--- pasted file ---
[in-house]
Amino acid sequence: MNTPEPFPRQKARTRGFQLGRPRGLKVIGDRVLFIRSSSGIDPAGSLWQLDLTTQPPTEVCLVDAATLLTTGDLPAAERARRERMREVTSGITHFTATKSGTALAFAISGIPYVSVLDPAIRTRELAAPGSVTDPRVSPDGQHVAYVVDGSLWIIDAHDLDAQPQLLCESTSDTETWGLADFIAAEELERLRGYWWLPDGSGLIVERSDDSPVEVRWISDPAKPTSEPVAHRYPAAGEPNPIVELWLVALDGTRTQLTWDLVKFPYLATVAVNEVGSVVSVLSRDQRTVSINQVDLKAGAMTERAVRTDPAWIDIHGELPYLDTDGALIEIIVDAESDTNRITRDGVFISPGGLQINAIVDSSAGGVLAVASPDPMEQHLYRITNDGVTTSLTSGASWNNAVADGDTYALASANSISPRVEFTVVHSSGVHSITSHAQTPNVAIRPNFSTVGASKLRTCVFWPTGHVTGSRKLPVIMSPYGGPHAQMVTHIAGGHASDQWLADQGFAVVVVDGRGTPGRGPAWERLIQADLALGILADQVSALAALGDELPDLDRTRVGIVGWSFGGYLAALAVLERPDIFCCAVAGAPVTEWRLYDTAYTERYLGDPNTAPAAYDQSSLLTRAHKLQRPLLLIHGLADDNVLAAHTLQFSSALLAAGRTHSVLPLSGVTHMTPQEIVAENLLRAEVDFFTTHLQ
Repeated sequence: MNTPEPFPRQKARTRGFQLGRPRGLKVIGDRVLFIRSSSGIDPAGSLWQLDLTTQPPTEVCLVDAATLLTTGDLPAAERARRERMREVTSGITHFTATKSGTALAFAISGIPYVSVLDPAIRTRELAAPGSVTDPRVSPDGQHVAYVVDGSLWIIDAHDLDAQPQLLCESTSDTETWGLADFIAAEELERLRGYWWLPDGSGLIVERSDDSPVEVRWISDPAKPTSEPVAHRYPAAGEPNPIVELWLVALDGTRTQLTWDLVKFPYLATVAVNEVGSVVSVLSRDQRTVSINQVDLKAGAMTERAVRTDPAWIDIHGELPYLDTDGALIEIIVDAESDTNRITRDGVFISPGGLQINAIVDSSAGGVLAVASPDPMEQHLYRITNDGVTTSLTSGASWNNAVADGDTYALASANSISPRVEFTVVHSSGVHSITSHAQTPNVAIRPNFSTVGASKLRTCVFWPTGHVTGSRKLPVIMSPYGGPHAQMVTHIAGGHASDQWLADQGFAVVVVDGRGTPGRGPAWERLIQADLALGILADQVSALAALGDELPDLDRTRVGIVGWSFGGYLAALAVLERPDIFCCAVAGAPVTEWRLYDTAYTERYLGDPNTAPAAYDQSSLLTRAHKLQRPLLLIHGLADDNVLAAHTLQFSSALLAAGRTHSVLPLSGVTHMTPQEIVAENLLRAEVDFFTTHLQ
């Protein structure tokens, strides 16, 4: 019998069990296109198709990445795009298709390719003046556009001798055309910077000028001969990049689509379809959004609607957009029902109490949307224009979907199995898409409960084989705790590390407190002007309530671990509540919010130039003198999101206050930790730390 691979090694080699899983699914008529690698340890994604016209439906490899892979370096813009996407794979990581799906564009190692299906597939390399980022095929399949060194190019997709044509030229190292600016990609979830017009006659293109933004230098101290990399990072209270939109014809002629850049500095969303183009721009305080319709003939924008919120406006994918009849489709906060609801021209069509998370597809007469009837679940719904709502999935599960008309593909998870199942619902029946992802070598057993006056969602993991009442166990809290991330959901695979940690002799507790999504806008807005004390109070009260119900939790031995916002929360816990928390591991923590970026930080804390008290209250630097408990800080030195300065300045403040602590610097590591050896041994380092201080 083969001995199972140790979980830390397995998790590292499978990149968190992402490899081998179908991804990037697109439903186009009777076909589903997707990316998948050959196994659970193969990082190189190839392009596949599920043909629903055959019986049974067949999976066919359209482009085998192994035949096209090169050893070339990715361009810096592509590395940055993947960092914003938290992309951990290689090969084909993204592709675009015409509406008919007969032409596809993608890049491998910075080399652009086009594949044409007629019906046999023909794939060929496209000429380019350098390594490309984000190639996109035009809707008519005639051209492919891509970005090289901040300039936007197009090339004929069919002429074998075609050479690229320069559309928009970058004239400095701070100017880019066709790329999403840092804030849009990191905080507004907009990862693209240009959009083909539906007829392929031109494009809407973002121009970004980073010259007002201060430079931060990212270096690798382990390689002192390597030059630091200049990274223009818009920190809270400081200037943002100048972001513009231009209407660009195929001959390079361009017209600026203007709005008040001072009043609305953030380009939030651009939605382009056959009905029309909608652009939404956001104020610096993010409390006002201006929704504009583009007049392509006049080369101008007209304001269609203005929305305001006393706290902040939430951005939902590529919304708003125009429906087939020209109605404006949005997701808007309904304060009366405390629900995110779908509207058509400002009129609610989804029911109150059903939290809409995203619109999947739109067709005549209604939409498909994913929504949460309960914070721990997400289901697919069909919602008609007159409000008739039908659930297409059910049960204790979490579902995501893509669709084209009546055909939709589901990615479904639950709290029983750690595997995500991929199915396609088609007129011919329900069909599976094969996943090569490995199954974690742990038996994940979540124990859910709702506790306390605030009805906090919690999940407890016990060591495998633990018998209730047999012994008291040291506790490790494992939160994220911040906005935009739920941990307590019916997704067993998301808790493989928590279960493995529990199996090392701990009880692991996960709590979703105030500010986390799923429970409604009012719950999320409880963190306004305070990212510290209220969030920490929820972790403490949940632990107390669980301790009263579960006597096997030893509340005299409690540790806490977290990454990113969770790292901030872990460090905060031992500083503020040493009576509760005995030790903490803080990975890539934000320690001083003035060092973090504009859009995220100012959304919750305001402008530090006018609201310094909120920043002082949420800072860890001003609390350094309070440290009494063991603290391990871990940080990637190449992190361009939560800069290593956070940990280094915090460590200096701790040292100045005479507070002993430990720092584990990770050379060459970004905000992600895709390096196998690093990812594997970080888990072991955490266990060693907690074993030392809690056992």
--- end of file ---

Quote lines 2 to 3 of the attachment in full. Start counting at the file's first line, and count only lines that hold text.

Amino acid sequence: MNTPEPFPRQKARTRGFQLGRPRGLKVIGDRVLFIRSSSGIDPAGSLWQLDLTTQPPTEVCLVDAATLLTTGDLPAAERARRERMREVTSGITHFTATKSGTALAFAISGIPYVSVLDPAIRTRELAAPGSVTDPRVSPDGQHVAYVVDGSLWIIDAHDLDAQPQLLCESTSDTETWGLADFIAAEELERLRGYWWLPDGSGLIVERSDDSPVEVRWISDPAKPTSEPVAHRYPAAGEPNPIVELWLVALDGTRTQLTWDLVKFPYLATVAVNEVGSVVSVLSRDQRTVSINQVDLKAGAMTERAVRTDPAWIDIHGELPYLDTDGALIEIIVDAESDTNRITRDGVFISPGGLQINAIVDSSAGGVLAVASPDPMEQHLYRITNDGVTTSLTSGASWNNAVADGDTYALASANSISPRVEFTVVHSSGVHSITSHAQTPNVAIRPNFSTVGASKLRTCVFWPTGHVTGSRKLPVIMSPYGGPHAQMVTHIAGGHASDQWLADQGFAVVVVDGRGTPGRGPAWERLIQADLALGILADQVSALAALGDELPDLDRTRVGIVGWSFGGYLAALAVLERPDIFCCAVAGAPVTEWRLYDTAYTERYLGDPNTAPAAYDQSSLLTRAHKLQRPLLLIHGLADDNVLAAHTLQFSSALLAAGRTHSVLPLSGVTHMTPQEIVAENLLRAEVDFFTTHLQ
Repeated sequence: MNTPEPFPRQKARTRGFQLGRPRGLKVIGDRVLFIRSSSGIDPAGSLWQLDLTTQPPTEVCLVDAATLLTTGDLPAAERARRERMREVTSGITHFTATKSGTALAFAISGIPYVSVLDPAIRTRELAAPGSVTDPRVSPDGQHVAYVVDGSLWIIDAHDLDAQPQLLCESTSDTETWGLADFIAAEELERLRGYWWLPDGSGLIVERSDDSPVEVRWISDPAKPTSEPVAHRYPAAGEPNPIVELWLVALDGTRTQLTWDLVKFPYLATVAVNEVGSVVSVLSRDQRTVSINQVDLKAGAMTERAVRTDPAWIDIHGELPYLDTDGALIEIIVDAESDTNRITRDGVFISPGGLQINAIVDSSAGGVLAVASPDPMEQHLYRITNDGVTTSLTSGASWNNAVADGDTYALASANSISPRVEFTVVHSSGVHSITSHAQTPNVAIRPNFSTVGASKLRTCVFWPTGHVTGSRKLPVIMSPYGGPHAQMVTHIAGGHASDQWLADQGFAVVVVDGRGTPGRGPAWERLIQADLALGILADQVSALAALGDELPDLDRTRVGIVGWSFGGYLAALAVLERPDIFCCAVAGAPVTEWRLYDTAYTERYLGDPNTAPAAYDQSSLLTRAHKLQRPLLLIHGLADDNVLAAHTLQFSSALLAAGRTHSVLPLSGVTHMTPQEIVAENLLRAEVDFFTTHLQ